Plastic Bills Canada
June 25, 2011 by staff
Plastic Bills Canada, This week at the Panorama Podcast: Canadian aircraft manufacturer Bombardier got some big orders for its flagship line Cseries Air Paris this week. But it was enough to satisfyanlysts? FP reporter Scott Deveau transport offers his opinion. Also this week: Have you ever put your paper money through the wash by accident? Of course you have. Have you ever thought it was plastic? You are getting your wish. Journalist Sarah Boesveld have to handle new bills of Canada polymer and has all the details waterproof.
The Bank of Canada has taken a step against counterfeiters with a dramatic change in how the country makes their accounts.
In November, Canadians will begin to see the new notes and 100 in circulation. Are the same size and color as the traditional bills, but are made from a single piece of polymer – a film smooth, durable – and have several new security features that make them more difficult to counterfeit.
“We want to be proactive,” said Marc Trudel Bank of Canada. “I do not want to wait until there is a problem of reaction.”
The new $ 100 bill and has spoken with two transparent windows – one in the shape of a maple leaf and a strip running down the ticket – a portrait metallic ink and transparent text lifted, but the biggest difference is how you feel.
Take one and it is immediately apparent that it is not made of regular cotton paper. It is lighter and feels less important, but in reality is more durable and should save money in the country. The new bills are more expensive to produce – 19 cents per ticket compared to 10 cents – but the Bank of Canada expected to remain outstanding 2 1 / 2 times more.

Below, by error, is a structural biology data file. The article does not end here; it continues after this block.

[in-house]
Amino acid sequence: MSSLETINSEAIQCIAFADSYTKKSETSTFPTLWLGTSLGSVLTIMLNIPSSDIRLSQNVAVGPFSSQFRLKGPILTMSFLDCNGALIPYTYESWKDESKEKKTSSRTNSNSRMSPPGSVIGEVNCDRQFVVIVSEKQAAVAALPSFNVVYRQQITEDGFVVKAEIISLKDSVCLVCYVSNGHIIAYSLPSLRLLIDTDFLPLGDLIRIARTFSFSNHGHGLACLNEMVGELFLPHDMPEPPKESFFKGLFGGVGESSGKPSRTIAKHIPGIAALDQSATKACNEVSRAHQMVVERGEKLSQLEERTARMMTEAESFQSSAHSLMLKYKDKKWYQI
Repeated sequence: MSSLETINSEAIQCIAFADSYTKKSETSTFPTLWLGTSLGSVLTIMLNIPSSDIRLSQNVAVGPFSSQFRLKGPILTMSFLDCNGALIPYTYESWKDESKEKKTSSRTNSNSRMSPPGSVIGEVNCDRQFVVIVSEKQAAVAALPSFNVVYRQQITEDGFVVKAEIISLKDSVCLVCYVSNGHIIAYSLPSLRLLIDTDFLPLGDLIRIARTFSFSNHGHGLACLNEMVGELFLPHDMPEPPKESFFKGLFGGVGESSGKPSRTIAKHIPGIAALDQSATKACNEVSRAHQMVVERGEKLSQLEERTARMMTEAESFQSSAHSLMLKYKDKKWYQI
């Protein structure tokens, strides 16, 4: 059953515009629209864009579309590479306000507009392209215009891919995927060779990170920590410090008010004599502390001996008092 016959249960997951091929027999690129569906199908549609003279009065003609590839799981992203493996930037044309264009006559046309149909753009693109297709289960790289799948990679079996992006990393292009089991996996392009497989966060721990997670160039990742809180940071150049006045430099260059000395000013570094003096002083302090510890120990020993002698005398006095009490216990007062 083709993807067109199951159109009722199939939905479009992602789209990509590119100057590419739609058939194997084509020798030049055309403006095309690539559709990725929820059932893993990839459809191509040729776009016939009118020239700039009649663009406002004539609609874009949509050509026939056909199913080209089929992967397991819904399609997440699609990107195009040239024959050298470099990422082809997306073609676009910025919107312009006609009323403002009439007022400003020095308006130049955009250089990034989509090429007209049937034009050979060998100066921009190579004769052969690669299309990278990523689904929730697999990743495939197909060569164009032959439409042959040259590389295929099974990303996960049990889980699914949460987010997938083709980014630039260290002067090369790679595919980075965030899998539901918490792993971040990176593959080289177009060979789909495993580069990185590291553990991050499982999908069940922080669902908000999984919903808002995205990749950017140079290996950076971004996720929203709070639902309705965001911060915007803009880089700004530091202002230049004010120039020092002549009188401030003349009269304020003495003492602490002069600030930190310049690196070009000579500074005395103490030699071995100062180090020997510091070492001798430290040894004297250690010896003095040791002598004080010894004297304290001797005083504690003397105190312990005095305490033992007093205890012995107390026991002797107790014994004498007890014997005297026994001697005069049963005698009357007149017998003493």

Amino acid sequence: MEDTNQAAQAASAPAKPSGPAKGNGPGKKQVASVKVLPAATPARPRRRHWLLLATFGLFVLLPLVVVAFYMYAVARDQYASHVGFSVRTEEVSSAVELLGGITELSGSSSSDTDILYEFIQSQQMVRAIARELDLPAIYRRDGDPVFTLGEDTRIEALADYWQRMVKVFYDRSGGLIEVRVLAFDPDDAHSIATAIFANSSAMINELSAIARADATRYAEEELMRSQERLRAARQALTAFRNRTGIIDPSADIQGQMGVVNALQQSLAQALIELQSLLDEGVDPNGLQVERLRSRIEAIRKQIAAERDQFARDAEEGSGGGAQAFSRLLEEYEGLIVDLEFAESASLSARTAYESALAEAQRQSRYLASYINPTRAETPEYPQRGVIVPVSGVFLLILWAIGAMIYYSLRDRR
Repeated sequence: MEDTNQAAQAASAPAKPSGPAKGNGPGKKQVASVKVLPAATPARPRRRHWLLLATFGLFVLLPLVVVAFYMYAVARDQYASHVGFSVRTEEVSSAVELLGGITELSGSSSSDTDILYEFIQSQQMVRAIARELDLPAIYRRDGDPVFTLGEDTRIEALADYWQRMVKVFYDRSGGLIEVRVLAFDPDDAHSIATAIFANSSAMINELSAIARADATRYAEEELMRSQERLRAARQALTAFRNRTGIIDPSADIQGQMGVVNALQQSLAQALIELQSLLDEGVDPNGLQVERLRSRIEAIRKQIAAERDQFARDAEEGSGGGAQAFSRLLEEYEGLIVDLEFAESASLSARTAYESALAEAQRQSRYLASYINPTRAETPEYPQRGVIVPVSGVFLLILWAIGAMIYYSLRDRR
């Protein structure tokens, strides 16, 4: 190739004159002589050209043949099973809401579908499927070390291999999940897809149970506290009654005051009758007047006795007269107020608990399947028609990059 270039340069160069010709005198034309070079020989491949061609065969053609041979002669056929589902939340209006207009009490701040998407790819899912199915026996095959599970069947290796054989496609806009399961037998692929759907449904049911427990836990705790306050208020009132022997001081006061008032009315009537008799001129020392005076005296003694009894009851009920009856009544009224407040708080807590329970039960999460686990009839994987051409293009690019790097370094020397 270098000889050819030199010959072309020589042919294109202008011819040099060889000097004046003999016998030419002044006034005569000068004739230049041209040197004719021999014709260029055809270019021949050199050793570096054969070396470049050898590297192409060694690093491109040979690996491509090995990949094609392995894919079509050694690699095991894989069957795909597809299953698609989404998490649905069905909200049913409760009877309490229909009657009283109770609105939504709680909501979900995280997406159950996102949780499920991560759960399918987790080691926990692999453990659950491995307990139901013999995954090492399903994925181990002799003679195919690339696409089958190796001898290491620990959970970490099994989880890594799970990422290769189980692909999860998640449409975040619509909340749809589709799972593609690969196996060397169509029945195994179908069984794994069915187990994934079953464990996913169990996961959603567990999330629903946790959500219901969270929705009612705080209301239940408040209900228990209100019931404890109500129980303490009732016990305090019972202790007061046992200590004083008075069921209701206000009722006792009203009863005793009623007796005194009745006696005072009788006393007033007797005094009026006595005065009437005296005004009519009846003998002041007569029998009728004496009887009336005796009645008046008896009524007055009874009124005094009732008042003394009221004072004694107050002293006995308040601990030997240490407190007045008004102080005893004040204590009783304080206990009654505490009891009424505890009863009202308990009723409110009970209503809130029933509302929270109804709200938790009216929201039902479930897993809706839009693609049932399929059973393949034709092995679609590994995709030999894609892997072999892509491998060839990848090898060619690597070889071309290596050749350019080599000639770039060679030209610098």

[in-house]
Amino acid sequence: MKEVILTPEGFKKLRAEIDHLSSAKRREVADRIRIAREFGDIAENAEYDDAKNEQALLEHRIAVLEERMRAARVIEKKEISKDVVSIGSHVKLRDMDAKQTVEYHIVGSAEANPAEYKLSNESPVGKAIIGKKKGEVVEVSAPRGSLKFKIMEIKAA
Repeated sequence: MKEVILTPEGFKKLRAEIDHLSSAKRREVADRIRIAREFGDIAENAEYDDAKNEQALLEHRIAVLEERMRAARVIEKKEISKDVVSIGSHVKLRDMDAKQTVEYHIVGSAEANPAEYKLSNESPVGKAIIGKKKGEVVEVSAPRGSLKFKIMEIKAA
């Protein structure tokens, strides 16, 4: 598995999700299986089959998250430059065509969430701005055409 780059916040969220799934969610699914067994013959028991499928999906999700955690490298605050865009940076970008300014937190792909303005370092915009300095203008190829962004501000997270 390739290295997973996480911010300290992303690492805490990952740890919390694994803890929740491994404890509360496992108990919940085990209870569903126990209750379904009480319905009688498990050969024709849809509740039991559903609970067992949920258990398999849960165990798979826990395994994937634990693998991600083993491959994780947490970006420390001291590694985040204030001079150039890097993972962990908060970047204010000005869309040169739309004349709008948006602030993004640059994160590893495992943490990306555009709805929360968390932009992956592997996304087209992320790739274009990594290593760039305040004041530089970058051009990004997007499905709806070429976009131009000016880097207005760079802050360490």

A $ 100 bill and now stays in circulation for seven to nine years, a 5 bill and is circulated through one or two years, said Trudel. At the end of its useful life, the bills based polymers can be recycled. In Australia, who made the change of polymers in the 1990′s, the tickets are recycled into compost bins, plumbing fixtures and other plastic products.
Approximately, 60 million in Canadian currency is circulating today, Trudel said, and that number is growing.
“People are always with cash increasingly” he said.
According to the Bank of Canada, counterfeiting increased from 2001-04, before the introduction of the band holographic and other security features in the bills. Today, fewer than 50 counterfeits per million notes in circulation.
While other countries have already switched to polymer, metal portrait is the first time – taking advantage of new technology – that is key to fighting and staying ahead of counterfeiters, Trudel said.
“They have access to the same technology that police and the Bank of Canada have access.” Said Sgt. Scott Lambie with commercial crimes section of the RCMP “F” Division. “And they’re always looking for new ways to create counterfeit currency.”
In Saskatchewan, the police found 564 counterfeit notes in circulation last year, said Lambie. Covering organized crime for individuals acting alone and operations of varying complexity. Counterfeiting is a huge problem in the province, but it’s something people have to take into account, he said, because it is a loss to individuals and companies. That relies on measures to improve safety will be effective not going to stop people trying to make counterfeit money.
“While there will be money, there will be someone who will treat (counterfeiting),” said Trudel.
The introduction of the new notes and 100 will be followed by a new bill and 50 March 2012. New 10 and 5 and tickets will be introduced in late 2013.
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